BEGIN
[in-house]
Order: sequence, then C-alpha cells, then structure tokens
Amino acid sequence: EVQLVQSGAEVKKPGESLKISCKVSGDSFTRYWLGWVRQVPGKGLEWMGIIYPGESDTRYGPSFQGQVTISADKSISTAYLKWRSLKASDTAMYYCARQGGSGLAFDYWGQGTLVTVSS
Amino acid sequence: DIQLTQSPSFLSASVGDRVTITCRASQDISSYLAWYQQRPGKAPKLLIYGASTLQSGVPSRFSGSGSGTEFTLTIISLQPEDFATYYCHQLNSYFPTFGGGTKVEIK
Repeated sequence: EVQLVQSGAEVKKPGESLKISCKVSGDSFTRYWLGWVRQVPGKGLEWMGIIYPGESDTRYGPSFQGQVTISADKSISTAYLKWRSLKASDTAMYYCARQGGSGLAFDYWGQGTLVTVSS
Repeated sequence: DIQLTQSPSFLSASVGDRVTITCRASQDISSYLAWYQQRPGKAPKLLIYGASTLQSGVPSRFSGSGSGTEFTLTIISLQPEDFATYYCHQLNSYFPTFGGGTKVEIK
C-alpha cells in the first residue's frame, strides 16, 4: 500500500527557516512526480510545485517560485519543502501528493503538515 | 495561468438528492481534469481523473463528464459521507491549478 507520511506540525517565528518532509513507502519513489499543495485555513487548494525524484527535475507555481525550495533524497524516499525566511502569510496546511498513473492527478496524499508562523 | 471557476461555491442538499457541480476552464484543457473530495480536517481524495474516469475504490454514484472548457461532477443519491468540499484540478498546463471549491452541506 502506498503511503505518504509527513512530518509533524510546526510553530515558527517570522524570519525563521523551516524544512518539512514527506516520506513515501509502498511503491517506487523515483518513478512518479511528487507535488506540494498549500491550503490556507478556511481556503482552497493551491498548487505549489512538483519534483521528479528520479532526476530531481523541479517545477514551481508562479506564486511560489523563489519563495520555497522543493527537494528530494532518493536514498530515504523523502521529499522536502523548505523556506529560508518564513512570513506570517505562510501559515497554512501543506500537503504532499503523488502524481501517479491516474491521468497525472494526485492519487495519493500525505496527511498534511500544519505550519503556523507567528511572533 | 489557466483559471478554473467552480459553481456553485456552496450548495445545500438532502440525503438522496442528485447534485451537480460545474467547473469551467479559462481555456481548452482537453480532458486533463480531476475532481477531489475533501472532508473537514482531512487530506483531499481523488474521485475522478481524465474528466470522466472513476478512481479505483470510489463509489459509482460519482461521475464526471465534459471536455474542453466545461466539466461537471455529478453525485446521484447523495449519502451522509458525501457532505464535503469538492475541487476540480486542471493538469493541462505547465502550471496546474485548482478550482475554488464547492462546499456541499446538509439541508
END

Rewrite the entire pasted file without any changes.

[in-house]
Order: sequence, then C-alpha cells, then structure tokens
Amino acid sequence: EVQLVQSGAEVKKPGESLKISCKVSGDSFTRYWLGWVRQVPGKGLEWMGIIYPGESDTRYGPSFQGQVTISADKSISTAYLKWRSLKASDTAMYYCARQGGSGLAFDYWGQGTLVTVSS
Amino acid sequence: DIQLTQSPSFLSASVGDRVTITCRASQDISSYLAWYQQRPGKAPKLLIYGASTLQSGVPSRFSGSGSGTEFTLTIISLQPEDFATYYCHQLNSYFPTFGGGTKVEIK
Repeated sequence: EVQLVQSGAEVKKPGESLKISCKVSGDSFTRYWLGWVRQVPGKGLEWMGIIYPGESDTRYGPSFQGQVTISADKSISTAYLKWRSLKASDTAMYYCARQGGSGLAFDYWGQGTLVTVSS
Repeated sequence: DIQLTQSPSFLSASVGDRVTITCRASQDISSYLAWYQQRPGKAPKLLIYGASTLQSGVPSRFSGSGSGTEFTLTIISLQPEDFATYYCHQLNSYFPTFGGGTKVEIK
C-alpha cells in the first residue's frame, strides 16, 4: 500500500527557516512526480510545485517560485519543502501528493503538515 | 495561468438528492481534469481523473463528464459521507491549478 507520511506540525517565528518532509513507502519513489499543495485555513487548494525524484527535475507555481525550495533524497524516499525566511502569510496546511498513473492527478496524499508562523 | 471557476461555491442538499457541480476552464484543457473530495480536517481524495474516469475504490454514484472548457461532477443519491468540499484540478498546463471549491452541506 502506498503511503505518504509527513512530518509533524510546526510553530515558527517570522524570519525563521523551516524544512518539512514527506516520506513515501509502498511503491517506487523515483518513478512518479511528487507535488506540494498549500491550503490556507478556511481556503482552497493551491498548487505549489512538483519534483521528479528520479532526476530531481523541479517545477514551481508562479506564486511560489523563489519563495520555497522543493527537494528530494532518493536514498530515504523523502521529499522536502523548505523556506529560508518564513512570513506570517505562510501559515497554512501543506500537503504532499503523488502524481501517479491516474491521468497525472494526485492519487495519493500525505496527511498534511500544519505550519503556523507567528511572533 | 489557466483559471478554473467552480459553481456553485456552496450548495445545500438532502440525503438522496442528485447534485451537480460545474467547473469551467479559462481555456481548452482537453480532458486533463480531476475532481477531489475533501472532508473537514482531512487530506483531499481523488474521485475522478481524465474528466470522466472513476478512481479505483470510489463509489459509482460519482461521475464526471465534459471536455474542453466545461466539466461537471455529478453525485446521484447523495449519502451522509458525501457532505464535503469538492475541487476540480486542471493538469493541462505547465502550471496546474485548482478550482475554488464547492462546499456541499446538509439541508